Following the choreographic robotic operation done by DEXTRE and the Station’s Robotic Arm on Dec 31, 2016 (previous post), astronauts Shane Kimbrough and Peggy Whitson ventured outside the ISS on Jan 6, 2017 for 6 hours and 32 minutes to start US EVA-38.
Kimbrough is EV1 with red stripes and Whitson is EV2 with no stripes. For this post I used my paper astronauts to demonstrate this EVA.
For US EVA-38, the astronauts task is to finish the battery integration by installing 3 Adapter Plates on the IEA to bridge electrical connections between the new batteries and their Charge/Discharge Units.
Astronaut Kimbrough (red stripes) exited the Quest airlock and headed to the front side of the S0 truss
He then stopped at the CETA Cart to get his toolbox and a foot restraint
He continued towards the starboard section (note the Adapter Plates on the EP that I have installed for this demonstration
A closeup view of the EP with the 3 Adapter Plates to be installed onto S4 IEA
Another view showing the MBS, Canadarm2 and EP
Here, Kimbrough has reached the S3 truss in close proximity with the S4
Kimbrough is seen here preparing his workplace by installing a foot restraint and a handling device on one of the old Ni-H2 batteries.
In the process, astronaut Peggy Whitson has exited the Quest airlock and headed towards the EP, where she used a ratchet wrench to break torque on the bolts holding the Adapter Plates.
Whitson (no stripes) working on 2 Adapter Plates
Whitson working on the 3rd Adapter Plate
Then Whitson was joined by Kimbrough and the two worked with their tools to release 2 Adapter Plates and carried them to the IEA for installation
The first Adapter Plate A was installed on the empty space (slot 6). The electrical connections were successful and confirmed by the Electrical Systems Officers at Mission Control. The connectivity was good, giving ISS its first Li-Ion battery.
Next was to free up the old battery on slot 4
The old battery was installed on top of the new Adapter Plate that had been placed on slot 6.
The second Adapter Plate B was placed on slot 4, fully integrating the second Li-Ion battery into the 3A channel.
Working at a fast pace, the crew removed the old Ni-H2 battery from slot 2 and bolting it onto Adpater Plate B to free up the final slot on the IEA for the 3rd Adapter Plate.
Here, the second old battery is being placed on top of Adapter Plate B
The last of the Adapters was still attached to the EP, requiring both spacewalkers to get the adapter and moving it to the S4 IEA.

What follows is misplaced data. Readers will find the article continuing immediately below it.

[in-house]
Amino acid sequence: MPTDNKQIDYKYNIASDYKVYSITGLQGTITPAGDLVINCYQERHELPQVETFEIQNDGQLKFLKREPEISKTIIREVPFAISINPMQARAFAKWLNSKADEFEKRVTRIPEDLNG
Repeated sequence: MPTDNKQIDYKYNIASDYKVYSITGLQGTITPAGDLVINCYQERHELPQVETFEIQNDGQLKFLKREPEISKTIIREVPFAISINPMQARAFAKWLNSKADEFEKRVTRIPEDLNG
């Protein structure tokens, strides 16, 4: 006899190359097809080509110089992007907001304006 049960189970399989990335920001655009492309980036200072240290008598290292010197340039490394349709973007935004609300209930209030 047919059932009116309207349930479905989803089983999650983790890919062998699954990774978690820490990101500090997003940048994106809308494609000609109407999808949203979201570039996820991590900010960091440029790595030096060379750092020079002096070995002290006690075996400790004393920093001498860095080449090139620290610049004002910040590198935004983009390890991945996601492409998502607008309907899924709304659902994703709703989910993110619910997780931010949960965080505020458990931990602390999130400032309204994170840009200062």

The last Adapter Plate C is installed on slot 2. Mission Control confirmed good health of the Li-Ion battery, giving ISS its first power channel purely driven by Li-Ion batteries.
And this is the final configuration of the S4 IEA 3A channel. Notice that this is a new updated artwork for my ISS. I have added more detail to the batteries and rest of ORUs including the PFCS. Based on photos I noticed that the PFCS is sitting horizontally on the Upper side of the IEA and is parallel on the Lower side.
For the ISS papermodel, this is the way the parts are glued to the new artwork. Please glue it on top of the S4 IEA Upper side.
With all the scheduled tasks completed, the crew went on to some get-ahead tasks.
Kimbrough headed to the ELC-2 pallet to have a good view for a photographic survey of the Alpha Magnetic Spectrometer to aid engineers on the ground in order to outfit the AMS on a future spacewalk.
Peggy Whitson moved to the S3 truss to remove a broken lighting fixture. This task became complicated taking both crew members to release the single stanchion bolt holding the light in place.
Both crew members routed a bundle of Ethernet cables from the “rat’s nest” on the Z1 truss to the inside of the S0 truss.
After completing all tasks, the crew headed towards the Quest airlock to end the EVA.
Another set of robotics operations by Dextre will be performed before the second EVA takes place on Jan 13, 2017.
Enjoy this EVA kit and update your ISS model.
Next: Dextre Robotics Operations – Part 3
axmeva38 US EVA-38 kit
Get your ISS 1:100 papermodel here.
Sources: Spaceflight101.com, Spaceflightnow.com